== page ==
Place roasted vegetables in blender pitcher and add vinegar and red pepper. Cover and pulse until desired texture is reached. Transfer to a serving bowl. Taste and adjust seasoning. Let stand for 30 minutes to allow flavors to blend. Serve cold or at room temperature.
This bright green Argentine herb sauce resembles a light version of pesto. Traditionally it’s served with steak, but it’s also good with chicken, hard-boiled eggs, roasted potatoes and other roasted vegetables.
Makes about 1 cup
■ ½ cup packed fresh basil leaves
■ 1/3 cup extra virgin olive oil
■ ¼ cup packed fresh parsley leaves
■ 2 Tbsp. packed cilantro (fresh coriander) leaves
■ 2 Tbsp. fresh lemon juice
■ 2 cloves garlic, peeled
■ ½ tsp. salt, or to taste
■ ½ tsp. grated orange zest
■ ¼ tsp. ground coriander
1/8 tsp. freshly ground black pepper, or to taste
Combine all ingredients in blender pitcher. Cover and blend on medium speed, then on medium-high speed until pureed. Taste and adjust seasoning. Serve at room temperature.
This easy-to-make, bright orange sauce is delicious as a dip with cocktail-size meatballs, as an accompaniment for roasted eggplant, boiled potatoes or hard-boiled eggs, and as a spread for bread or crackers.
Makes about 1 cup
■ 2 roasted red peppers, homemade (see Note below) or from a jar
■ ½ cup mayonnaise
■ 2 garlic cloves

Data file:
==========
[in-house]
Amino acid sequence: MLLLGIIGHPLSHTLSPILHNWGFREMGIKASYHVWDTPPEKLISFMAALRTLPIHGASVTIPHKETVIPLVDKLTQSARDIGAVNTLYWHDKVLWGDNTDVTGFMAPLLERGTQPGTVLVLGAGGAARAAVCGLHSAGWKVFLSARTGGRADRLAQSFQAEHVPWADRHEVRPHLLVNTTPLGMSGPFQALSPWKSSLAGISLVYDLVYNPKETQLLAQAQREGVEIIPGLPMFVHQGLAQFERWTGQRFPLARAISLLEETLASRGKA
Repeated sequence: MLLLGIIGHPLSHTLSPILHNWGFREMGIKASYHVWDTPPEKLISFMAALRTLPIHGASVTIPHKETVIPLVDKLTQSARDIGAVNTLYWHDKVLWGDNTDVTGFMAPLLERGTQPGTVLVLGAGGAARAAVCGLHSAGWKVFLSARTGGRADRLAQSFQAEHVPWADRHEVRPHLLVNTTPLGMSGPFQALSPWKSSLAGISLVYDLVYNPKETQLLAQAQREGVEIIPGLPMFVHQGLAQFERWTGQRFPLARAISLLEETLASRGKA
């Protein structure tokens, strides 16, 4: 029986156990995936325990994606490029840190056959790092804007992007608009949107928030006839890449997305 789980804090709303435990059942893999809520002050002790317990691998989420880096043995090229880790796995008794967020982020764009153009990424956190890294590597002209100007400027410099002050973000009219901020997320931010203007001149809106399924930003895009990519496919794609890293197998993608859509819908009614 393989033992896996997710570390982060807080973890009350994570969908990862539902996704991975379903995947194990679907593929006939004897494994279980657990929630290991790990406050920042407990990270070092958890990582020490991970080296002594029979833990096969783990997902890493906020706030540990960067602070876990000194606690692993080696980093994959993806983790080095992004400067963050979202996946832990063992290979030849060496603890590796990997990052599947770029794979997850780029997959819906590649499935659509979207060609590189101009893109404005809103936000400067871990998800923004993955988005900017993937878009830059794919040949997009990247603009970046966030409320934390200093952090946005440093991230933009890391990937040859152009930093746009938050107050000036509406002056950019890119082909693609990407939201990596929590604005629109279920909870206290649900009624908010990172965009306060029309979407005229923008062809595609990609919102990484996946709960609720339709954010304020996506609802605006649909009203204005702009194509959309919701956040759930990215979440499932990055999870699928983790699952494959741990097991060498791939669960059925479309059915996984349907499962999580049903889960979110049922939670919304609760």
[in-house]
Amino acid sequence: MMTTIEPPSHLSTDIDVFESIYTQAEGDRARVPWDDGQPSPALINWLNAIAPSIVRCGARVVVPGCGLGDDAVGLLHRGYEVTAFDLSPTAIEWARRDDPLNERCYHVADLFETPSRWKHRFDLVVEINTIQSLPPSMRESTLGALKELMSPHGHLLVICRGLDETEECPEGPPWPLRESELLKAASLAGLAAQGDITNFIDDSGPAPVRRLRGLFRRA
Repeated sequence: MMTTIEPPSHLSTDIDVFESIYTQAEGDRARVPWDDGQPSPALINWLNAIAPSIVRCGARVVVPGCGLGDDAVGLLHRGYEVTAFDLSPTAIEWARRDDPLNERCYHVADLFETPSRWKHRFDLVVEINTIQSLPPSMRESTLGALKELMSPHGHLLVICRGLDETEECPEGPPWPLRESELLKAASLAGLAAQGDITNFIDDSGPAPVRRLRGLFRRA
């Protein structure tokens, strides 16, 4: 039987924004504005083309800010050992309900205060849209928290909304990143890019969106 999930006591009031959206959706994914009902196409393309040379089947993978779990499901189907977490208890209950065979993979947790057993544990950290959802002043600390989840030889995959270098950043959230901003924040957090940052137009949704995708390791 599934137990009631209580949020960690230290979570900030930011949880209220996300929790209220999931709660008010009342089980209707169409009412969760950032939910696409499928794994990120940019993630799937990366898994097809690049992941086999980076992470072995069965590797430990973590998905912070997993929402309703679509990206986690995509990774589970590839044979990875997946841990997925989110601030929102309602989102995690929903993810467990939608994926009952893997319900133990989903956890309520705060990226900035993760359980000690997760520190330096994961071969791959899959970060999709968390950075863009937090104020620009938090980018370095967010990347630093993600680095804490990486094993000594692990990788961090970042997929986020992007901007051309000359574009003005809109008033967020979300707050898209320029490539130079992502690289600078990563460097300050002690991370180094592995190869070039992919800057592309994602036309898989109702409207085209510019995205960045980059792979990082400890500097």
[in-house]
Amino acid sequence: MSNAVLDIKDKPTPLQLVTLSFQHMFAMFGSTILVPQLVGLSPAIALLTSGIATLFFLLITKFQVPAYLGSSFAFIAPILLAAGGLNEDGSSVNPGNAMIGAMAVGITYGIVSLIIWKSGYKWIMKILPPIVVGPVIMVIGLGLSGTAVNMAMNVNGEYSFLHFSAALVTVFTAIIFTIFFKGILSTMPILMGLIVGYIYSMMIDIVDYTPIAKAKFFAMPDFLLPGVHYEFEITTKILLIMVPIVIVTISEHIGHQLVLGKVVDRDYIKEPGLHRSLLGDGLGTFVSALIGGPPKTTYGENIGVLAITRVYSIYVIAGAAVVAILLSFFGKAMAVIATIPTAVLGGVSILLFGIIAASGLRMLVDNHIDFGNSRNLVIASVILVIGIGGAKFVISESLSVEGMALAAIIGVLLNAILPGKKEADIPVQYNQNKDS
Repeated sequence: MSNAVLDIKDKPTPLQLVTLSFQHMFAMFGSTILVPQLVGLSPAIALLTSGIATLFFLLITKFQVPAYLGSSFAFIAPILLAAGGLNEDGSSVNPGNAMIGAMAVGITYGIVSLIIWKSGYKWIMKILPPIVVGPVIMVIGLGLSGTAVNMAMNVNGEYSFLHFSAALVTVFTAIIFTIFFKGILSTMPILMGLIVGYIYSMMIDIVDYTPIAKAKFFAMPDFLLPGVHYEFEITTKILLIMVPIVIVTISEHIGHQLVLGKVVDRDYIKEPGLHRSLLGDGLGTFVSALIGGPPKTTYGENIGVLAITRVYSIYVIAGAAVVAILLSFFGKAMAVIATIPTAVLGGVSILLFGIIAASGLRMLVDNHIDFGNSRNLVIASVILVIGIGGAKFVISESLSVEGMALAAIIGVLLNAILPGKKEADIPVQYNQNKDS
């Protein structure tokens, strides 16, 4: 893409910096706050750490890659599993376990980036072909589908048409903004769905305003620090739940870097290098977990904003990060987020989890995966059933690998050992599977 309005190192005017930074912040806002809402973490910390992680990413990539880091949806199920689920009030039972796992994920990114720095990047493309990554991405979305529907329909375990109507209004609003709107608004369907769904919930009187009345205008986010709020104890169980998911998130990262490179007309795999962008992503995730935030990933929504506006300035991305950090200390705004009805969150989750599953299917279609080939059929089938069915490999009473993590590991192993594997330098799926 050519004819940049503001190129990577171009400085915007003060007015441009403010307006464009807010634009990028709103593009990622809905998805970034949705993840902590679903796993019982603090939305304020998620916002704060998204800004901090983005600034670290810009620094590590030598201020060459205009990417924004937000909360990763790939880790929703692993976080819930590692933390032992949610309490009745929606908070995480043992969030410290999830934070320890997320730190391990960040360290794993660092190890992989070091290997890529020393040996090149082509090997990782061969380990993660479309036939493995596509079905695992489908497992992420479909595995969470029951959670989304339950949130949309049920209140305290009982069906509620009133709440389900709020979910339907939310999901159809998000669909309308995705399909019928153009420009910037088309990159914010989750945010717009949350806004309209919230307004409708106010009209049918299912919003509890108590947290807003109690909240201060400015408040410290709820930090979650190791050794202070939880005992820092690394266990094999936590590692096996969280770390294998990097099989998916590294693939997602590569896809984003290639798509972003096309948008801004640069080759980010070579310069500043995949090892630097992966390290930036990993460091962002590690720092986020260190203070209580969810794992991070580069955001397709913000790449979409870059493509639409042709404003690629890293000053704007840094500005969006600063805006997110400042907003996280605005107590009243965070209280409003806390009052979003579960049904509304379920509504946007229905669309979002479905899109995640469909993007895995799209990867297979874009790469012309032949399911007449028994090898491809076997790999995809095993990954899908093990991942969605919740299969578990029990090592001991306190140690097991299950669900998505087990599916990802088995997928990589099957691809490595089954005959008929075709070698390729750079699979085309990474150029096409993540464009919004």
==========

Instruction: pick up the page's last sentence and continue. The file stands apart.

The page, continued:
■ ¼ tsp. red pepper flakes, or to taste
■ Salt to taste (optional)
Combine roasted red peppers, mayonnaise, garlic and pepper flakes in blender pitcher. Cover and blend on medium speed 20 seconds or until smooth. Transfer to a small bowl. Taste, and add salt if needed. Serve cold or at room temperature.
Note – To roast peppers: Arrange whole peppers in a single layer on a foil-lined baking sheet. Broil about 10 minutes, turning peppers several times, until all sides are blistered. Place peppers in a paper or plastic bag and set aside until cool enough to handle. Gently peel away peppers’ charred skin. Remove seeds and stems, taking care because there may be hot liquid inside.
For a sweeter shake, you can blend 4 or 5 additional maraschino cherries with the banana mixture.
Makes 4 servings
■ 4 cups chocolate frozen yogurt
■ 1 banana
■ 1/4 cup milk
■ 1 Tbsp. chocolate syrup
■ tsp. coconut extract or ½ tsp. vanilla extract
■ 4 maraschino cherries (optional, for garnish)
Combine frozen yogurt, banana, milk, chocolate syrup and coconut extract in blender pitcher. Cover and begin blending on low speed. When banana is pureed, increase speed to medium and blend to a uniform texture. Pour into four glasses and serve garnished with maraschino cherries.
Faye Levy is the author of the award-winning book, Classic Cooking Techniques.